World Polio Day 2023

Updated October 4, 2023

World Polio Day  (October 24) provides an opportunity to highlight global efforts toward a polio-free world and honor the tireless contributions of those on the frontlines in the fight to eradicate polio from every corner of the globe. Through the Global Polio Eradication Initiative (GPEI), CDC works with partners to eradicate polio and end the suffering from this devastating disease.

It’s Time to Make Polio History

In 1988, poliovirus was present in 125 countries, paralyzing an estimated 1,000 children per day. That year, the Global Polio Eradication Initiative (GPEI) launched, with a goal of eradicating polio worldwide.

Over the past 35 years, GPEI has made remarkable progress towards this goal. Cases of wild poliovirus have decreased by more than 99% – from 350,000 cases per year to fewer than 10 annual cases of wild polio. The disease remains consistently present in just two countries – Afghanistan and Pakistan.

But challenges remain. As long as wild poliovirus continues to circulate in Afghanistan and Pakistan, all countries are at risk of wild poliovirus being imported. Outbreaks of poliovirus variants – which emerge when not enough children are vaccinated against polio – present an additional and pressing challenge in multiple countries.

On World Polio Day, CDC commemorates this progress and joins its GPEI partners in the call to overcome the barriers to Make Polio History once and for all.

Spread the Word!

Digital content from CDC and partners is available to spread the word about ending polio – on World Polio Day and beyond!

Digital Content from CDC

#MakePolioHistory. The last time a human disease was eradicated, CDC's field team dressed like this.

Sample post: Did you know only one human disease (smallpox) has been eradicated? We’re close to changing that count. #MakePolioHistory #WorldPolioDay

#MakePolioHistory. Polio anywhere is a threat to children everywhere .

Sample post: To end polio, national health organizations worldwide must increase vaccination levels in all places, focusing where the virus is most likely to spread.   #MakePolioHistory #WorldPolioDay

World Polio Day, October 24. A polio threat anywhere is a threat everywhere. Together, let’s end polio! #VaccinesWork

Sample post: October 24 is #WorldPolioDay! Together, we can #EndPolio.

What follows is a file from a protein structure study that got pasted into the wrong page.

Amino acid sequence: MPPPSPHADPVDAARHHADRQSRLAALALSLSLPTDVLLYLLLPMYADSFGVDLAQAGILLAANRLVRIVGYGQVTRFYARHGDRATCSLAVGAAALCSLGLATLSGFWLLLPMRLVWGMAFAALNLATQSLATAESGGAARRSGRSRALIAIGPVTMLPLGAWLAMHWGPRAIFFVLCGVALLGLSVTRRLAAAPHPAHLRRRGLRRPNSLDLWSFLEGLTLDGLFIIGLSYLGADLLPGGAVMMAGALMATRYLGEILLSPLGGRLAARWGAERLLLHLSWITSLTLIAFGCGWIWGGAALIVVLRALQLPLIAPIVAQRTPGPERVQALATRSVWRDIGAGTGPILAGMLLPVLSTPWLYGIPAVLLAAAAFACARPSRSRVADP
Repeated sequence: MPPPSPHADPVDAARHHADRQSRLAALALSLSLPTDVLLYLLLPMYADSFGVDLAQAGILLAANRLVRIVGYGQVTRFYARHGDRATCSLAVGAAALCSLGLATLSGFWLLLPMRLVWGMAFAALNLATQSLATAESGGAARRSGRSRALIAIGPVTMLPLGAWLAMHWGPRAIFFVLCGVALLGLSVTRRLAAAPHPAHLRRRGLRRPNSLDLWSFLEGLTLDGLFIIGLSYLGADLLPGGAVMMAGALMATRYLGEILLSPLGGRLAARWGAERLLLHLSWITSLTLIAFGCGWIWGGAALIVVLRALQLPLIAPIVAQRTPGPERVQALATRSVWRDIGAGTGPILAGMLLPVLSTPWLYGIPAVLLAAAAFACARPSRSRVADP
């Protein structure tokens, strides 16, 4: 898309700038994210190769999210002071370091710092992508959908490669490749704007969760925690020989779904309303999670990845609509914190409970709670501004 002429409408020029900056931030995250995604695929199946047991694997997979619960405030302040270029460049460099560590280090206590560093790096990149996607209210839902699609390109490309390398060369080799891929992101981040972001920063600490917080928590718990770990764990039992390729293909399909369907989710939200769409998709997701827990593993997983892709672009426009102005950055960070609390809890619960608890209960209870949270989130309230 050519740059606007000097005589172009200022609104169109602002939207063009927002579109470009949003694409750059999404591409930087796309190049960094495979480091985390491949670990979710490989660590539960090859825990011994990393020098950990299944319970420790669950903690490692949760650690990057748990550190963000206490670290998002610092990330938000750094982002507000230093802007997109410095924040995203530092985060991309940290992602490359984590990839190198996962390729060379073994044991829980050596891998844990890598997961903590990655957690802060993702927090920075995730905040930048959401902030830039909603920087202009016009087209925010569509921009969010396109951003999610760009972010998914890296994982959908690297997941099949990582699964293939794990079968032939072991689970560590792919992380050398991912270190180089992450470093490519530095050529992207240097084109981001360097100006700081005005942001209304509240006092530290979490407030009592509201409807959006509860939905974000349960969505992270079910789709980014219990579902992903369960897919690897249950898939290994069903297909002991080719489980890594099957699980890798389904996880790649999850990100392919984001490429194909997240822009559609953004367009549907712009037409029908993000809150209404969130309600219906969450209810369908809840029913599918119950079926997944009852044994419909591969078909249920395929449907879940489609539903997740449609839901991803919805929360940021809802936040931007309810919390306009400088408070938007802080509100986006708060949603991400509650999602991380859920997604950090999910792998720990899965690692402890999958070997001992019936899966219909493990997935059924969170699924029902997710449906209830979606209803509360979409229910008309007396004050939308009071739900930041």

Immunizing every child will stop transmission and ultimately make the world polio free. HHS/CDC logo #VaccinesWork

Sample post: On #WorldPolioDay and beyond, let’s recognize the tremendous progress and show support for support those working tirelessly to #EndPolio.

#MakePolioHistory. A world without polio is possible by immunizing every child.

Sample post: 35 years ago, wild poliovirus was present in 125 countries – paralyzing 1,000+ children per day. Today, it’s only present in 2. Time to #MakePolioHistory. #WorldPolioDay

More Digital Polio Resources

Partner Content

  • World Polio Day Resources (Rotary International)
    Use the tools on this webpage to share the message that we can and we will end polio for good.
  • Make Polio History (GPEI)
    Hear from supporters around the world – including polio champions like Bill Nye and the Indigo Girls –who are raising their voices for polio eradication.
A man holds an infant while sitting an a carpet while another man squeezes drops of oral polio vaccine into the baby's mouth.

Yar Muhammad holds his daughter, Bibi, as she receives an oral polio vaccine at a community center in Quetta, Balochistan province, Pakistan. ©UNICEF/U.S. CDC/UNI409818/Bashir

Feature Story

Stopping an Outbreak in Its Tracks: Polio Response in Mozambique

Montage of oral polio efforts in Mozambique.
In 2022 – in addition to multiple health, and humanitarian, and environmental issues facing the country – Mozambique was found to be the epicenter of an outbreak of wild poliovirus first detected in Malawi. Learn how CDC helped address this outbreak. Photos courtesy of Luciana Flannery/CDC
STOP Program healthcare worker carrying a vaccine transport cooler.

The STOP Program recruits, trains, and deploys a public health workforce that has been engaged in the global fight to eradicate polio for over 20 years.

About Polio

Polio, or poliomyelitis, is a disabling and life-threatening disease caused by the poliovirus. The virus spreads from person to person and can infect a person’s spinal cord, causing paralysis (can’t move parts of the body).